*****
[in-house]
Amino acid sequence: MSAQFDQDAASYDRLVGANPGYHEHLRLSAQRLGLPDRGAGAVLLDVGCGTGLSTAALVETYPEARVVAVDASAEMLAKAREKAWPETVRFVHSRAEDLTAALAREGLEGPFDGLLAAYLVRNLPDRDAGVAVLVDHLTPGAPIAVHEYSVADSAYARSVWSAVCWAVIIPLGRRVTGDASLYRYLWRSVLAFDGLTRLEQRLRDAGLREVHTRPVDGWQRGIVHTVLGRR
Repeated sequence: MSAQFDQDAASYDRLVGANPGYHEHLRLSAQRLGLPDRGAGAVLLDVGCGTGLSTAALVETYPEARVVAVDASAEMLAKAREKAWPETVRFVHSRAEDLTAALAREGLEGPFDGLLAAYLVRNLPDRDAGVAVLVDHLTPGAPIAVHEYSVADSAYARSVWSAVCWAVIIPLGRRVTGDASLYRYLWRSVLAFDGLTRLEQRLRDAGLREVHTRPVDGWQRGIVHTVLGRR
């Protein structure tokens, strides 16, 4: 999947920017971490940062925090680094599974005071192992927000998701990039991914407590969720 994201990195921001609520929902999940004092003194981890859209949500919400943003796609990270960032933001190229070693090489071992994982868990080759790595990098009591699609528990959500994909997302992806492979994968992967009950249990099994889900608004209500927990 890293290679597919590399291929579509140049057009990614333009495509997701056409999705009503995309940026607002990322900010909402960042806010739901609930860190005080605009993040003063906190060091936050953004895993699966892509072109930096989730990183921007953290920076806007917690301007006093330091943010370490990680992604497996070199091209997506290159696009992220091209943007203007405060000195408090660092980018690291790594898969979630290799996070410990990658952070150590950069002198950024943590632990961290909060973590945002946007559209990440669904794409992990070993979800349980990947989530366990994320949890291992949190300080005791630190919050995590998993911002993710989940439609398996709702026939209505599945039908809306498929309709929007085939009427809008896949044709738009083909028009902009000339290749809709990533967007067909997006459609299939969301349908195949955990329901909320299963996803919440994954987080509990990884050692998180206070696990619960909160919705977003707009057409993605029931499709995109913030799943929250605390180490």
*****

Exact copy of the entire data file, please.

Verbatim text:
[in-house]
Amino acid sequence: MSAQFDQDAASYDRLVGANPGYHEHLRLSAQRLGLPDRGAGAVLLDVGCGTGLSTAALVETYPEARVVAVDASAEMLAKAREKAWPETVRFVHSRAEDLTAALAREGLEGPFDGLLAAYLVRNLPDRDAGVAVLVDHLTPGAPIAVHEYSVADSAYARSVWSAVCWAVIIPLGRRVTGDASLYRYLWRSVLAFDGLTRLEQRLRDAGLREVHTRPVDGWQRGIVHTVLGRR
Repeated sequence: MSAQFDQDAASYDRLVGANPGYHEHLRLSAQRLGLPDRGAGAVLLDVGCGTGLSTAALVETYPEARVVAVDASAEMLAKAREKAWPETVRFVHSRAEDLTAALAREGLEGPFDGLLAAYLVRNLPDRDAGVAVLVDHLTPGAPIAVHEYSVADSAYARSVWSAVCWAVIIPLGRRVTGDASLYRYLWRSVLAFDGLTRLEQRLRDAGLREVHTRPVDGWQRGIVHTVLGRR
């Protein structure tokens, strides 16, 4: 999947920017971490940062925090680094599974005071192992927000998701990039991914407590969720 994201990195921001609520929902999940004092003194981890859209949500919400943003796609990270960032933001190229070693090489071992994982868990080759790595990098009591699609528990959500994909997302992806492979994968992967009950249990099994889900608004209500927990 890293290679597919590399291929579509140049057009990614333009495509997701056409999705009503995309940026607002990322900010909402960042806010739901609930860190005080605009993040003063906190060091936050953004895993699966892509072109930096989730990183921007953290920076806007917690301007006093330091943010370490990680992604497996070199091209997506290159696009992220091209943007203007405060000195408090660092980018690291790594898969979630290799996070410990990658952070150590950069002198950024943590632990961290909060973590945002946007559209990440669904794409992990070993979800349980990947989530366990994320949890291992949190300080005791630190919050995590998993911002993710989940439609398996709702026939209505599945039908809306498929309709929007085939009427809008896949044709738009083909028009902009000339290749809709990533967007067909997006459609299939969301349908195949955990329901909320299963996803919440994954987080509990990884050692998180206070696990619960909160919705977003707009057409993605029931499709995109913030799943929250605390180490």